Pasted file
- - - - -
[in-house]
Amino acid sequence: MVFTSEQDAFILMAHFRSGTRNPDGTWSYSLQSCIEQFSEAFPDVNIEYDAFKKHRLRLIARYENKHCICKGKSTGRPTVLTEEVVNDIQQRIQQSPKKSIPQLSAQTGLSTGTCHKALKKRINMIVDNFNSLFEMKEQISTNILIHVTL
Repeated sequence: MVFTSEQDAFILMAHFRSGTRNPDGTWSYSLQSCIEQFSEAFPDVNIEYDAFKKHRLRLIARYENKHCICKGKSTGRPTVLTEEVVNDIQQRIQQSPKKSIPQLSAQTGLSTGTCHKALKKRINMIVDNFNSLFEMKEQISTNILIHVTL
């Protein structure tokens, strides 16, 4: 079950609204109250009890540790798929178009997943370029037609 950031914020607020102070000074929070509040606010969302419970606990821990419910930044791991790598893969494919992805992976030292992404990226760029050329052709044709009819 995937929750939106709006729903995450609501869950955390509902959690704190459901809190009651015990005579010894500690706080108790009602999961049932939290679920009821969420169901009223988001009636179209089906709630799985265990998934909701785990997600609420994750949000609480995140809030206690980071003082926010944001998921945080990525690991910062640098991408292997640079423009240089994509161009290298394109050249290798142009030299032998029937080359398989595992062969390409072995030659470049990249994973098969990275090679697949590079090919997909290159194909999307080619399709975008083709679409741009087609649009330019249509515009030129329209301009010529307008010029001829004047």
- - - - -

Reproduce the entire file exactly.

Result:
[in-house]
Amino acid sequence: MVFTSEQDAFILMAHFRSGTRNPDGTWSYSLQSCIEQFSEAFPDVNIEYDAFKKHRLRLIARYENKHCICKGKSTGRPTVLTEEVVNDIQQRIQQSPKKSIPQLSAQTGLSTGTCHKALKKRINMIVDNFNSLFEMKEQISTNILIHVTL
Repeated sequence: MVFTSEQDAFILMAHFRSGTRNPDGTWSYSLQSCIEQFSEAFPDVNIEYDAFKKHRLRLIARYENKHCICKGKSTGRPTVLTEEVVNDIQQRIQQSPKKSIPQLSAQTGLSTGTCHKALKKRINMIVDNFNSLFEMKEQISTNILIHVTL
């Protein structure tokens, strides 16, 4: 079950609204109250009890540790798929178009997943370029037609 950031914020607020102070000074929070509040606010969302419970606990821990419910930044791991790598893969494919992805992976030292992404990226760029050329052709044709009819 995937929750939106709006729903995450609501869950955390509902959690704190459901809190009651015990005579010894500690706080108790009602999961049932939290679920009821969420169901009223988001009636179209089906709630799985265990998934909701785990997600609420994750949000609480995140809030206690980071003082926010944001998921945080990525690991910062640098991408292997640079423009240089994509161009290298394109050249290798142009030299032998029937080359398989595992062969390409072995030659470049990249994973098969990275090679697949590079090919997909290159194909999307080619399709975008083709679409741009087609649009330019249509515009030129329209301009010529307008010029001829004047």